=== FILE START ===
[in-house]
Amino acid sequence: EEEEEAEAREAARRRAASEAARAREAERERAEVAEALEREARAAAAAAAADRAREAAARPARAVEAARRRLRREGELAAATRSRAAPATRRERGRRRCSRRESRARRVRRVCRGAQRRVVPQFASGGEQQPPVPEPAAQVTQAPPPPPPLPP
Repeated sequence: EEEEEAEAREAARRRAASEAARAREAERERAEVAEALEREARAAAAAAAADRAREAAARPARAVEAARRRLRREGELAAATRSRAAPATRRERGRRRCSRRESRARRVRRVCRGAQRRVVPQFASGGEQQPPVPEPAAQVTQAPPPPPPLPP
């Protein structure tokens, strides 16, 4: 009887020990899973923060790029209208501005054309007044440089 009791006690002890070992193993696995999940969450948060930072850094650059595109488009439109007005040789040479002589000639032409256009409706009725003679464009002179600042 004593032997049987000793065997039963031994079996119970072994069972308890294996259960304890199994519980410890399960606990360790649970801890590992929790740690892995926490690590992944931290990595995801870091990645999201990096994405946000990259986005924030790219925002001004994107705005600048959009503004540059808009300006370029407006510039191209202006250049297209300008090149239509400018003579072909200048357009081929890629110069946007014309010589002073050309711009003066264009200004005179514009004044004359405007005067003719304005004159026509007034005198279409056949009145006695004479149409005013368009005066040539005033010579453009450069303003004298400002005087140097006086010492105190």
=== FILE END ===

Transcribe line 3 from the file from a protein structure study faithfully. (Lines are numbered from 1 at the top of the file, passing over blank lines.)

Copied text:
Repeated sequence: EEEEEAEAREAARRRAASEAARAREAERERAEVAEALEREARAAAAAAAADRAREAAARPARAVEAARRRLRREGELAAATRSRAAPATRRERGRRRCSRRESRARRVRRVCRGAQRRVVPQFASGGEQQPPVPEPAAQVTQAPPPPPPLPP